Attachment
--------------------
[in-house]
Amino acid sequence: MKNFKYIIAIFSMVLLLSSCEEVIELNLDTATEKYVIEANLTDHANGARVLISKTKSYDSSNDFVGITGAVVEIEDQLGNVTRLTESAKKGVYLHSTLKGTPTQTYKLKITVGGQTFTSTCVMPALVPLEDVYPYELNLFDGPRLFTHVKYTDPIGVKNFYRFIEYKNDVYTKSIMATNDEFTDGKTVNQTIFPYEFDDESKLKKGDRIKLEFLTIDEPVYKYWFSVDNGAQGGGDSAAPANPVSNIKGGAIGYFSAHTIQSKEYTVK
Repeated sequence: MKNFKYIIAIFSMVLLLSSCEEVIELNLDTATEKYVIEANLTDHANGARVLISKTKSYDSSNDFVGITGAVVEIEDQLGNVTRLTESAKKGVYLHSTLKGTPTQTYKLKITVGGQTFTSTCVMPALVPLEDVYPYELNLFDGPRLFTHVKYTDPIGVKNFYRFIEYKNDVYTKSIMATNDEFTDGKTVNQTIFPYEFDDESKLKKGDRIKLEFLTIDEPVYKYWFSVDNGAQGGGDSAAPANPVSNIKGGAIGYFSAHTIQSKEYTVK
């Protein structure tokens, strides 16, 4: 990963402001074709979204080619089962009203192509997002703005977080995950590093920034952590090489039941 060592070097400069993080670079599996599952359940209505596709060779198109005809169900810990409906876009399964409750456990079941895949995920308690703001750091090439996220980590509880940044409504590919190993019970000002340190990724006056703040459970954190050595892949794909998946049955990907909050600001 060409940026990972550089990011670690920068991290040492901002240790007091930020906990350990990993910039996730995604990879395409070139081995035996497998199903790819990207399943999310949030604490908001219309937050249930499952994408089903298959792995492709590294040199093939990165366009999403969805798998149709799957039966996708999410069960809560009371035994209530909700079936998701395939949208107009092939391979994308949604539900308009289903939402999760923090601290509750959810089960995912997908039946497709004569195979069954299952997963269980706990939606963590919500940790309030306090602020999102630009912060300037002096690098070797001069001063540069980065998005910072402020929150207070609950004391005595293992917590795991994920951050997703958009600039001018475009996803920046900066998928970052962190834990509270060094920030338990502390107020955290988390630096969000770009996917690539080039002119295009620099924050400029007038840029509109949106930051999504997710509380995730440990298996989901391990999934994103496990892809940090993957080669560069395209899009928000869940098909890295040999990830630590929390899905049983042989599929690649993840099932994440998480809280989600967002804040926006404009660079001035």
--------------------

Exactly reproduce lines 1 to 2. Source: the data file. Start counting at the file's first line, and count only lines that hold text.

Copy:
[in-house]
Amino acid sequence: MKNFKYIIAIFSMVLLLSSCEEVIELNLDTATEKYVIEANLTDHANGARVLISKTKSYDSSNDFVGITGAVVEIEDQLGNVTRLTESAKKGVYLHSTLKGTPTQTYKLKITVGGQTFTSTCVMPALVPLEDVYPYELNLFDGPRLFTHVKYTDPIGVKNFYRFIEYKNDVYTKSIMATNDEFTDGKTVNQTIFPYEFDDESKLKKGDRIKLEFLTIDEPVYKYWFSVDNGAQGGGDSAAPANPVSNIKGGAIGYFSAHTIQSKEYTVK